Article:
AtmoSat relies on three main instruments. It combines infrared limb imaging (via Global Limb Radiance Imager for the Atmosphere, GLORIA) with narrow-band observations in other spectral ranges (via Multiple Eye for Remote Investigation of the Atmosphere, MERIA) and GPS radio occultation (via Triple GNSS = GPS/GLONASS/Galileo, TRiG) to provide synergies at the upper and lower measurement boundary.
GLORIA is an imaging Fourier spectrometer. It detects radiation emitted by gases and aerosols in the atmosphere against the background of deep space. A Michelson interferometer modulates the detected radiation and allows spectral discrimination. The focal plane array of GLORIA has several thousand elements. It is sensitive in the mid and thermal infrared spectral region. GLORIA produces hypercubes: data with high spatial and spectral resolution. It can be operated in two measurement modes. The landscape mode will be optimised with respect to the spatial resolution and the portrait mode enlarges the number of measurable trace species by increased spectral resolution.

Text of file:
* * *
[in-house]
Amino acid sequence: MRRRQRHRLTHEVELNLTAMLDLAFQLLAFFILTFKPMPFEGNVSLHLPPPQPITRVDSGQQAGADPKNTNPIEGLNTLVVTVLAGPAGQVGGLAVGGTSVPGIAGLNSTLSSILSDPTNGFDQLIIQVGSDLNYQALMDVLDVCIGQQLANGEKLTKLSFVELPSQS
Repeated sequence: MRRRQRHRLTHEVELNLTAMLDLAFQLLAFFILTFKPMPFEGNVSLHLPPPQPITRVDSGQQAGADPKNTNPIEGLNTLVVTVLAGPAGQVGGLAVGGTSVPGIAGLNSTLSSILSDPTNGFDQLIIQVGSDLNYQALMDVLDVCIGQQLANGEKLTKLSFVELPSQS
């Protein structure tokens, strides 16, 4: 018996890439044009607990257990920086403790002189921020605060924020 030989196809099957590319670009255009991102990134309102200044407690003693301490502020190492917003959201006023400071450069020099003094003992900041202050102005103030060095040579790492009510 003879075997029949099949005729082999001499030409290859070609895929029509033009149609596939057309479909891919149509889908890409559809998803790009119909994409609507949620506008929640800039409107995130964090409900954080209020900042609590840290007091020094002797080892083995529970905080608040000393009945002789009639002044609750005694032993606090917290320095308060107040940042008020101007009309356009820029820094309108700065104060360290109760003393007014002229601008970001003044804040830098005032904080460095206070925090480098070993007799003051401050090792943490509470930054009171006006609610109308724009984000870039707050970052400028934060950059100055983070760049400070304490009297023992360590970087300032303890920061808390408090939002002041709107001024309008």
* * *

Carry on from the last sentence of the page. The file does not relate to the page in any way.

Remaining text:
The airborne GLORIA instrument is technical and scientific demonstrator of the AtmoSat main instrument GLORIA. The picture above shows the spectrometer of the airborne instrument. The application on satellite will require different technical solutions, nevertheless the picture can give an impression of the expected size of the instrument.
The whole instrumentation of AtmoSat is compact and can therefore be accommodated on a small satellite. Proven technical solutions for instrument and satellite are existing. Technical risks for the mission are considered as low.